This is slavery, not to speak one's thought. ~ Euripedes #quote

Sigred's been fooling around with quotes for something like 3 years now.  She's getting pretty good with quotes in that she'd never noticed before how many people pirate quotes as their own.  It's a natural enough thing; even the "famous" do it.  Plus, it's not wholly beyond reason that more than one person could genuinely come up with a clever thing to say... and then say it. 

In any case, Sigred's "#quote thing" all started with Twitter and something to Tweet.  She researched on the net, from personal reading, from friends & family & from various quote books and then plastered her research in Twitter.  The "#quote thing"  progressed to making single quote graphics for the blog plus quote menageries with personal pictures.  She began to sprinkle her every day conversation with quotes (always careful to acknowledge their provenance) and she began to take note of quotes from TV & movies.

The whole thing took on a minor life in itself. 

(Aside:  It takes a while to find your place in retirement.)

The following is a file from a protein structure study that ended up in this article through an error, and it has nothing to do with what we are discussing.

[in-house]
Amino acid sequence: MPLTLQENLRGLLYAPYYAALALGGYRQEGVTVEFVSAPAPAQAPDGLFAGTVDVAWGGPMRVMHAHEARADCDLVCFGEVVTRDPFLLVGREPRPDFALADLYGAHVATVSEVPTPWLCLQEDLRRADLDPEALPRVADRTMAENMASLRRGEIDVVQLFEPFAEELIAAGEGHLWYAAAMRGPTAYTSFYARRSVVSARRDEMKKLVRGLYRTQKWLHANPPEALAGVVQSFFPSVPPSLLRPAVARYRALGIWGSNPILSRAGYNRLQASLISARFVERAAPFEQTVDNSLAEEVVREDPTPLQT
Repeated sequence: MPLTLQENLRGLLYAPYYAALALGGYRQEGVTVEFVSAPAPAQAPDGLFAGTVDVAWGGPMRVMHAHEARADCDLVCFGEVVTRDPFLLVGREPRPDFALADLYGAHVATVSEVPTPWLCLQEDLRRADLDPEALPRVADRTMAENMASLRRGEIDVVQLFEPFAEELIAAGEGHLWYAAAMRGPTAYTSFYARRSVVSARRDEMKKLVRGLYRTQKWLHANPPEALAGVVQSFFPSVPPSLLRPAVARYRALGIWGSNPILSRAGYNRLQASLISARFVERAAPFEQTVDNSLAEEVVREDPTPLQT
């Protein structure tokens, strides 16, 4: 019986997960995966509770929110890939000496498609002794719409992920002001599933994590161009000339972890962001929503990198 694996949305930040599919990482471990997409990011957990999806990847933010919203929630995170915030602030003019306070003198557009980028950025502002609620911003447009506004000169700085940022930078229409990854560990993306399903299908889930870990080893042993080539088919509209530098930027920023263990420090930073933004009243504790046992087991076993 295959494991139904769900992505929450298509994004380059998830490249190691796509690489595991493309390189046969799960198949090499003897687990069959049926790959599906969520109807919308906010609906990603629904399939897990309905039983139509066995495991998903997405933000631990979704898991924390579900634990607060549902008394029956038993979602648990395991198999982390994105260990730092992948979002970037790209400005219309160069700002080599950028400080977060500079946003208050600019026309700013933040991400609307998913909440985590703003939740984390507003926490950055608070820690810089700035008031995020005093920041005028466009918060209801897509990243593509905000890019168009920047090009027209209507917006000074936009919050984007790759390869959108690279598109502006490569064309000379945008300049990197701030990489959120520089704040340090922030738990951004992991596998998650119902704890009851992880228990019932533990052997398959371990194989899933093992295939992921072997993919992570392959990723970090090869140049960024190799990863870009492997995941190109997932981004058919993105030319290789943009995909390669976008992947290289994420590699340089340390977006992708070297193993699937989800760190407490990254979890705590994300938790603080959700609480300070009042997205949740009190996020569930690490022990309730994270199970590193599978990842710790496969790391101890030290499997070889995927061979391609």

At this point (with the above But I Must Scream) Sigred had exhausted her built-up supply of single quote graphics.  She still had quotes to distribute, but the plan was she'd do this in multiple quote posts.  After she'd finished off her supply, her further plan was to quit the quote business (acknowledging that one should never say never).

(Second Aside: 
After composing the above and setting this blog up in a queue,
several more opportunities came up to make additional single quote blogs.  
Thus, this is not the beginning of the end...
as anticipated.)

Something about mice and men...?

Wednesday, 21 September 2011

Tuesday, 6 September 2011

Buenos Días

Brian was out doing Ecuadorian chores.  He'd unhooked our modem and was taking it back to our carrier to get a new one.  It'd been on the fritz for 3 months and we'd finally gotten the repair guys out to tell us it was time to exchange it.  (What a concept!)  In addition, he was going to drop by the place he'd taken his drivers' training to see if his certificate was ready.  He'd taken along his English/Spanish bookie just in case, even though his Spanish these days, was pretty adequate. 

Fredi & I were out for a walk.  Every 100 steps or so, Fredi would stop, dig her heels in and look back towards our apartment building.  You see, we were not supposed to be walking about without Brian the Alpha Male.

Solitary walks are good for me.
(Fredi doesn't count...well Fredi counts but not in that way.) 

I get to thinking pretty clear thoughts on solitary walks. 

A long time ago Brian & I & and my youngest child piled into our boat (Dowager) and putted away out into the wilderness.  It was a "pipe dream" but not one that neither Brian nor I regret.